Call for Applications
The organizing and partnering institutions of the German/American Provenance Research Exchange Program (PREP) for Museum Professionals, 2017-2019, announce the third and final year of the interdisciplinary exchange program for German and US museum professionals engaged with Nazi-era art provenance research—curators, collections managers, archivists, researchers, lawyers, and IT experts museum professionals—to consider how best to facilitate and collaborate on international research projects, and increase the transparency of its resources and results.
This year, the third and final of PREP’s program, will feature two Exchanges:
- PREP-Dresden Exchange, hosted by the Dresden State Art Museums (March 17-22, 2019)
- PREP-Washington, DC Exchange, hosted by the Smithsonian Institution (October 20-26, 2019)
Applications for 2019 will be open through September 28, 2019. The program will cover travel, lodging, and meals for the 21 applicants whom PREP’s steering committee will select to participate in both Exchanges. Selection announcements will go out mid-November 2018.
PREP is co-organized by the Smithsonian Institution and the Stiftung Preußischer Kulturbesitz (Prussian Cultural Heritage Foundation/Berlin State Museums). Its five partner institutions are the Metropolitan Museum of Art in New York, The Getty Research Institute in LA, the Dresden State Art Collections, the Zentralinstitut für Kunstgeschichte (ZI) in Munich, and the German Center for Lost Art in Magdeburg.
PREP launched in 2017 with the 1st Exchange at the Met in New York, and the corresponding, 2nd Exchange was at the Berlin State Museums. The 3rd Exchange was at the Getty Research Institute in LA., and the 4th PREP Exchange will be at the Central Institute for Art History (ZI) in Munich, October 8-12, 2019.
Major support for PREP comes through a German government grant funded by the German Program for Transatlantic Encounters, with additional financial support from Germany’s Federal Commission for Culture and Media, the program’s six key partners, and the Smithsonian Women’s Committee.
For questions about the German/American Provenance Research Exchange Program or the application process, please contact email@example.com or PREP@hv.spk-berlin.de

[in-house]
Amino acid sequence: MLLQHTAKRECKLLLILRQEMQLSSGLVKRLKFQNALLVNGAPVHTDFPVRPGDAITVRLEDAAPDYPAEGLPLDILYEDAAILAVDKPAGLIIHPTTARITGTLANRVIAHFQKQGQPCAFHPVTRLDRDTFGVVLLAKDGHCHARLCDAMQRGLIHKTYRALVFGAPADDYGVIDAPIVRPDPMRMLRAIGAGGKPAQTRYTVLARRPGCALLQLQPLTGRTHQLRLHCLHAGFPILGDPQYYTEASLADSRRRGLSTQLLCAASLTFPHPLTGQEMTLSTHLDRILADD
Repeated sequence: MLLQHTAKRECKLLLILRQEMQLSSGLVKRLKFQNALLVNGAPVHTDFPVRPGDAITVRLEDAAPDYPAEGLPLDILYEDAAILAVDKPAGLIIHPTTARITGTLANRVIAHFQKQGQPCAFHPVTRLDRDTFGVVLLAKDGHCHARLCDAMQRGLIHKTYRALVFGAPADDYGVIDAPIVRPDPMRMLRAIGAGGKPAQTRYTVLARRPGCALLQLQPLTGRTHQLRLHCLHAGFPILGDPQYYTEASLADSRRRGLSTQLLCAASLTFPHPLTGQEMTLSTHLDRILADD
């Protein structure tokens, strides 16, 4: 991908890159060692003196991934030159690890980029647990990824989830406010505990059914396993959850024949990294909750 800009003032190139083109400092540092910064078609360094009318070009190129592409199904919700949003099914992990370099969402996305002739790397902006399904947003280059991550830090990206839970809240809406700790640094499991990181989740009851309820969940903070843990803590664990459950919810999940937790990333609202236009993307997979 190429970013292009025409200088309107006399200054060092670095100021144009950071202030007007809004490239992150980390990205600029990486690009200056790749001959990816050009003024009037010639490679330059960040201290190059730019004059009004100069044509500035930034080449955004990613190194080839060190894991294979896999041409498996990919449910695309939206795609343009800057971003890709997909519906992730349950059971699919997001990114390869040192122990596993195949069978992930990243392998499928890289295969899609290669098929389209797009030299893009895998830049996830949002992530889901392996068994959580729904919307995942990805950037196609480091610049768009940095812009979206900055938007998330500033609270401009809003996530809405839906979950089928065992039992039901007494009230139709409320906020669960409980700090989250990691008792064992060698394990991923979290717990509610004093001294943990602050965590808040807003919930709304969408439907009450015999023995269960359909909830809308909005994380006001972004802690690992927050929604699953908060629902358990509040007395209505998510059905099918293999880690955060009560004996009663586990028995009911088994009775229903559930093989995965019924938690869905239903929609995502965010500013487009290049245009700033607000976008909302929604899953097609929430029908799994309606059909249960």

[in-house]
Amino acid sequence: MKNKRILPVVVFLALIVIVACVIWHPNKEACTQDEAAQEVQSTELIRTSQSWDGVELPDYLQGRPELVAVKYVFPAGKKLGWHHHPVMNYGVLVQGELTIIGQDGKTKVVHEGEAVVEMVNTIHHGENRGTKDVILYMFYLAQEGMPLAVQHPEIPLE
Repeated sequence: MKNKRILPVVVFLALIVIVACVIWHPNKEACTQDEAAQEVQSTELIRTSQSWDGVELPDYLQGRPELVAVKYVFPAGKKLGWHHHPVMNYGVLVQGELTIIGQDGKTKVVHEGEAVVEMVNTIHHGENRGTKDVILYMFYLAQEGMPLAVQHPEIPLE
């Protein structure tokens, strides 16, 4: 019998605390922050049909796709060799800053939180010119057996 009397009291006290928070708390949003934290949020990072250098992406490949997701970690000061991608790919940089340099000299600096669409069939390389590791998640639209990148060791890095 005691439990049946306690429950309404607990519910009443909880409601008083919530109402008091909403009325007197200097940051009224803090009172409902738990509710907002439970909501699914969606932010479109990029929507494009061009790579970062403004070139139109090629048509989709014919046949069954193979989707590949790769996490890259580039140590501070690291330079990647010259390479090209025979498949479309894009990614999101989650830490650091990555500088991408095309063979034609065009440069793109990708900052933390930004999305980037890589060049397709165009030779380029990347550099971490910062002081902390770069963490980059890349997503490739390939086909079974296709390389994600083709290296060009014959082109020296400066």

On the occasion of the second Hugo Helbing Lecture, delivered on 26 April 2017 by Professor Craig Clunas (University of Oxford), the Zentralinstitut für Kunstgeschichte in Munich has inaugurated an online exhibition on Hugo Helbing (1863-1938) at Google Arts & Culture. Curated by Dr. Meike Hopp (TIAMSA member) and Melida Steinke MA, the exhibition consists of 41 slides (video of curator’s introduction, photos, documents) and explanatory texts presenting Helbing’s wide ranging activities as auctioneer and the „aryanizing“ of his business. It is available in both English and German:
The 2017 Hugo Helbing Lecture – Exploring the Art Market
Prof. Craig Clunas (University of Oxford): „Marketing Art in China
from Ming to Modernity“
26 April 2017, 7pm
Zentralinstitut für Kunstgeschichte, Munich
China is the site of what is the longest continuous art market tradition in the world, but that does not mean it is unchanged over time. This talk will focus on two particular moments of intense market activity in China, the early seventeenth century and the early twentieth century, to examine the continuities and differences between these two era. The diary of a late Ming ‘man of culture’, rich in the detail of an elite collector’s lifestyle, will be juxtaposed with the mass culture of newspaper advertisements placed by artists in Republican Shanghai; these texts, and the artworks they describes, will act as a focus for an investigation of the art market in China from Ming to modernity.
Hugo Helbing (1863–1938) was the founder and director of one of Germany’s foremost auction houses, the market leader in the German speaking countries between c. 1900 and 1935. At his headquarters in Munich, his branch offices in Frankfurt am Main and Berlin, as well as abroad, Helbing held more than 800 auctions, many of outstanding importance. His exquisite catalogues defined new standards in their exemplary assessment of objects and contributed significantly to Germany’s competitive position in the international art trade at the time. Helbing, who was honoured with many awards for his achievements and magnanimity, also published scholarly periodicals, among them the Monatsberichte über Kunstwissenschaft und Kunsthandel. Due to his Jewish origin Helbing was murdered in the wake of the ‘Reichspogromnacht’ in 1938.
The Hugo Helbing Lecture – Exploring the Art Market commemorates his achievements every year. It was first held in 2016 on the occasion of the donation of annotated auction catalogues from his firm to the Zentralinstitut für Kunstgeschichte, Munich.
For detailed information see:
Apply before November 18: PREP German-American Exchange Program for Provenance Research, 2017-2019
Applications for the Provenance Research Exchange Program (PREP) in 2017 are now open until 18 November 2016. In order to access the application form, prospective applicants first need to register via the Smithsonian Online Application Platform SOLAA.
Information for Applicants PDF : prep-call-for-applications-2016
For questions about the German/American Provenance Research Exchange Program or the application process, please contact Smithsonian Institution Provenance Research Initiative (firstname.lastname@example.org) or the German project coordinators at the Zentralarchiv of the Staatlichen Museen zu Berlin (email@example.com).
Source : ZIKG (accessed 19 Oct, 2016) and Arthist.net (accessed 20 Oct, 2016)